You’ll recall I went to see a low-carb doctor last month about my recent mysterious 30-pound weight gain and he ran my lipid profile numbers for me. When the results came back, they would no doubt be a bit stunning to someone who looks at cholesterol in a traditional way:

Total Cholesterol – 326
Total LDL – 246
Total HDL – 65
Triglycerides – 77
Insulin – 5.8

Yes, my total cholesterol is 326 and hopefully now you know why I don’t need to take a statin drug like Lipitor or Crestor to lower it. Check out my HDL/triglyceride ratio. It’s virtually 1-1 and that’s FANTASTIC! Note that my HDL is above 50 and my triglycerides are below 100–a sign that I’m livin’ la vida low-carb 100% right despite my weight gain. So what’s up with the LDL? Is the particle size where it needs to be?

The answer is YES! My doctor said that when he analyzed the LDL subset breakdown, he saw a clear majority of the LDL was the large, fluffy kind that you want to protect against cardiovascular problems and very few if any of the small, dense kind. So, despite my astronomical LDL number, it’s a non-factor. And neither is the total cholesterol. Keep in mind my HDL “good” cholesterol is high like it needs to be, so that contributes to the total number, too.

So if you’ve been to the doctor after being on a low-carb diet and you see numbers similar to mine and my reader’s cholesterol, don’t panic! Get your particle size so you can be armed with the facts about what to do in response. “High cholesterol” is a gimmick to sell more dangerous statin drugs to people who could stand to benefit from the healthy low-carb lifestyle. I’d never tell you what to do for YOUR health–that’s YOUR decision. But one thing is for certain. I’m NEVER gonna take a statin drug again!

And I don’t have to because I’m livin’ la vida low-carb!

  • Dave

    Hi Jimmy. Increased stress levels could explain both your weight gain and increased LDL.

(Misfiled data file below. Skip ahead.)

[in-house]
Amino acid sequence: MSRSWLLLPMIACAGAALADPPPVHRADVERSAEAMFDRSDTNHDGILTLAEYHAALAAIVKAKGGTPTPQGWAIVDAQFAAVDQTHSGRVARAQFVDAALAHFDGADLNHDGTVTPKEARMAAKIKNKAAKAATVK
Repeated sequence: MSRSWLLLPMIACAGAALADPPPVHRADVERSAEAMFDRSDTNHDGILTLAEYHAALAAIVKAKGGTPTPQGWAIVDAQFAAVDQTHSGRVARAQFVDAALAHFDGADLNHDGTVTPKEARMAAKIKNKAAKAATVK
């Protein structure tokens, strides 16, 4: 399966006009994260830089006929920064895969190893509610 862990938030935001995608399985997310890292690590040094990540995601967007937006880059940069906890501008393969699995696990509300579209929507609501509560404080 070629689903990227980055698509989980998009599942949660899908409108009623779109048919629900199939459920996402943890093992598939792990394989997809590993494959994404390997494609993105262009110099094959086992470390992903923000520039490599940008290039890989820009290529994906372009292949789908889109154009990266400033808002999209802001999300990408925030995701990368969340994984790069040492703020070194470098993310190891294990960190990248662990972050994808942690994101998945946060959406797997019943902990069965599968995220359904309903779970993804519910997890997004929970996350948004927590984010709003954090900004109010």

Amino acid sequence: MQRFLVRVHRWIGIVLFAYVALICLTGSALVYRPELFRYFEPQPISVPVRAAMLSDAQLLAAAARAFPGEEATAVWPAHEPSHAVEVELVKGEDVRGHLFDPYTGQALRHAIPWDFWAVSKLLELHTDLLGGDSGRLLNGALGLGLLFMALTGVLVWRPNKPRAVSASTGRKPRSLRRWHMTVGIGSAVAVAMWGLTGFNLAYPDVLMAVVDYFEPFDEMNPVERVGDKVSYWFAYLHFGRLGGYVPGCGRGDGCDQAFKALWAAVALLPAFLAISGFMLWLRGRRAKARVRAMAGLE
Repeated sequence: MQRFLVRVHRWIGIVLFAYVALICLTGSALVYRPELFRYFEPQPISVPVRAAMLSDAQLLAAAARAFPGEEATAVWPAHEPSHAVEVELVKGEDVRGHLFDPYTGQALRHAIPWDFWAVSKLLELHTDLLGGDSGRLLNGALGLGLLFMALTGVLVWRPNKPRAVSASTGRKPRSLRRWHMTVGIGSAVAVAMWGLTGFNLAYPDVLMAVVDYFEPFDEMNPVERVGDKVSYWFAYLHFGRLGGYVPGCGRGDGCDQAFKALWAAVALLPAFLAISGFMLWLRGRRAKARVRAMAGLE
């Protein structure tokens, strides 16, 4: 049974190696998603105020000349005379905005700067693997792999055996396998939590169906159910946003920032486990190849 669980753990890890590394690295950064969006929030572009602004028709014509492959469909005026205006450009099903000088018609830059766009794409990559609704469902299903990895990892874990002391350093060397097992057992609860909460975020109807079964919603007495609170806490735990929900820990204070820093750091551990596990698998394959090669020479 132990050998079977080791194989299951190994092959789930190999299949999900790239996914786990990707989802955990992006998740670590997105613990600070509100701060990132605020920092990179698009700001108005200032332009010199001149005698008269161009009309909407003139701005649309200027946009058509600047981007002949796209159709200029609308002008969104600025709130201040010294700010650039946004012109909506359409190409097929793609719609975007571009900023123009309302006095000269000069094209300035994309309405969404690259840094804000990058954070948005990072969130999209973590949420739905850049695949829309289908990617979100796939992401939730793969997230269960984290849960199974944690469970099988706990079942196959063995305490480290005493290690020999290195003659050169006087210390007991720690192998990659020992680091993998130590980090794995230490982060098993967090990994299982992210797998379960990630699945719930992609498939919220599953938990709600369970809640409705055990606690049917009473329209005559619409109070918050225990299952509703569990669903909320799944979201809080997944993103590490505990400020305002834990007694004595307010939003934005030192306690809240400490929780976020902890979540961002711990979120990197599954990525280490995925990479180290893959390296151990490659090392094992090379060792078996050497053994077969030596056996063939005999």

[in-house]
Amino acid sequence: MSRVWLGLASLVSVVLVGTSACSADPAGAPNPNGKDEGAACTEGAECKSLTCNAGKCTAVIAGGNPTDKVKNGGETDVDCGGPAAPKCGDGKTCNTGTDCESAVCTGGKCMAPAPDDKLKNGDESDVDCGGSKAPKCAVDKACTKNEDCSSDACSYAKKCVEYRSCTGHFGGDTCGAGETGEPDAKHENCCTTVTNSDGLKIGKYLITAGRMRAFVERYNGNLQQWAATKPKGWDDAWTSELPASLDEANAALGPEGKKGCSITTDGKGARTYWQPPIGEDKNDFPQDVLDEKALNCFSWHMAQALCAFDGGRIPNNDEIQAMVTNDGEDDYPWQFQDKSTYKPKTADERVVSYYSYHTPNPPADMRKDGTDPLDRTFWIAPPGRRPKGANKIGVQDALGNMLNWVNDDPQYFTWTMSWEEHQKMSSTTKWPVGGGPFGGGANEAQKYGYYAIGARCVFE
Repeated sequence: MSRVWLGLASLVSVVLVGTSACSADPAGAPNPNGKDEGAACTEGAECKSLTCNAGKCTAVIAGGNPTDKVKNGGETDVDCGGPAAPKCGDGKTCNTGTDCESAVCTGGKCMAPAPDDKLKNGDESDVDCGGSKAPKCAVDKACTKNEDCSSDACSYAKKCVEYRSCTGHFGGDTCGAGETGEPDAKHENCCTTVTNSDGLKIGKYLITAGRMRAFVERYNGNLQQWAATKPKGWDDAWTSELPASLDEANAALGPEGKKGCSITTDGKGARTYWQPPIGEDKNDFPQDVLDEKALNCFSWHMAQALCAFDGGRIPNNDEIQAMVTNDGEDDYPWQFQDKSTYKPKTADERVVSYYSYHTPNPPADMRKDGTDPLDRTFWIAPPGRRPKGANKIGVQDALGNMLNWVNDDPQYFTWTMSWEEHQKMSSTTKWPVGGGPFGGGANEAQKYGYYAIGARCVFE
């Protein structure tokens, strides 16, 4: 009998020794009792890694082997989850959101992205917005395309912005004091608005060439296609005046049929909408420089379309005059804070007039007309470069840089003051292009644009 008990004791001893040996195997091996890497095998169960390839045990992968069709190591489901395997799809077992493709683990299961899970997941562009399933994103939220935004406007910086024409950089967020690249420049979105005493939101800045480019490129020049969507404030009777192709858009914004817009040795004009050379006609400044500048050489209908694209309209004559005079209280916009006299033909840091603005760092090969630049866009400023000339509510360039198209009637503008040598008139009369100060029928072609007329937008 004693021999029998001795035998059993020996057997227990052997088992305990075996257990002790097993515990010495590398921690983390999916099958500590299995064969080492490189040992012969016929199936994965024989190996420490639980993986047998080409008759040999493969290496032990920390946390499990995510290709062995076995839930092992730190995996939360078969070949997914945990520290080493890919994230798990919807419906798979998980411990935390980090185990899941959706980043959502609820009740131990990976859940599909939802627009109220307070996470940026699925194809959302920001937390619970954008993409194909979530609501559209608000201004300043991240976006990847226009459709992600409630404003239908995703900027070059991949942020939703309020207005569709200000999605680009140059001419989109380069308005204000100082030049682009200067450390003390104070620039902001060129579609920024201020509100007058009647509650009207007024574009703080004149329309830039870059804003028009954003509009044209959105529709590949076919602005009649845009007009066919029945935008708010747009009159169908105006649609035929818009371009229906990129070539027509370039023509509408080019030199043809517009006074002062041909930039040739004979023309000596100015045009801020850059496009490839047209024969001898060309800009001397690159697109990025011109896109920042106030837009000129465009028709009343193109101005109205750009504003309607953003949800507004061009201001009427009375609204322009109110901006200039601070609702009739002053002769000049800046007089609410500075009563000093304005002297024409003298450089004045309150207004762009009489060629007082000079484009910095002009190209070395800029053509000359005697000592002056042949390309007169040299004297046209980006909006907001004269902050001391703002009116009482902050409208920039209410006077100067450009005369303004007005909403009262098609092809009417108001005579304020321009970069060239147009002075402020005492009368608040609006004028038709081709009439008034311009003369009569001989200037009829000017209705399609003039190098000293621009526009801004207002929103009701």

Also, Chris Masterjohn has a dynamite writeup discussing the latest thinking on serum cholesterol and heart disease. It’s in the context of reviewing the book “The Cholesterol Wars: The Skeptics vs. the Preponderance of the Evidence”, coming from the lipid hypothesis camp. Masterjohn’s writeup is highly recommended for a detailed and rational look into the underlying science.

  • JD

    Death to the statinators.

    Hey Jimmy, you gave an insulin number. Is that a good number? or have any significance?

  • Jimmy Moore

    THANKS JD! Yes, my insulin level is superb…they want that number to be 12 or lower. :D

  • Jorge

    Great Post Jimmy.

    Here is some interesting information that medical doctors never mention:

    You may not know this, but our brains are composed mainly of cholesterol.

    Most of the people that have heart attacks are people with a total cholesterol under 200.

    Also, in a number of other countries, such as England, it is required by law, that when a doctor prescribes statin drugs, then must also prescribe CoQ10 to that patient.

  • Tom Bunnell (TB)–TB

    I refused to take cholesterol medicine too. I believe the same way you do. — Thyroid medicine they had out like candy too. It’s equally destructive and just as great a travesty and injustice!

  • Anonymous

    Not all Thyroid medicine (I’m thinking Synthroid) is bad. For people like me without a pituitary gland, it is life giving.

  • DRYSIDECOUG

    I don’t have a pituitary gland anymore, so I’m glad they hand out Synthroid to me at least. In my case it is welcomed.

  • The Vitamin Tutor

    Jimmy,

    Did you also have any sort of testing that would indicate what degree of plaque is present in your arteries?

    The sad thing about the current/conventional view of cholesterol and heart disease is that higher values can sometimes result in higher medical insurance premiums.

    I know of a local health food store owner that takes red yeast rice (a natural statin) before getting his yearly physical. Why? Because an “acceptable” cholesterol score will lower his health insurance rate.

    Sad but true.

    Be well!

    Harry

  • mrfritznyc

    my numbers are pretty similar to your Jimmy, doc tried to insist on statins. Did a heart CT scan and got a score of ZERO, meaining no plaque at all, that shut the doc up (and the scan was her idea, hahhaa).

    one important point, I learned from Dr. Eades: a low triglycerides number almost always corresponds to lots of the large fluffy LDL – so much so that a subparticle type test isnt really necessary, just make sure that your triglycerides are low.

  • Eric Edberg

    Hi Jimmy–

    Fascinating, just fascinating. Amazing triglyceride to HDL level you continue to have! I’m having my blood checked soon and will be interested to see what’s happened since I’ve lost 60 pounds the low-carb way. I’m glad to have this information; I’ll ask my doc about having the particle size test.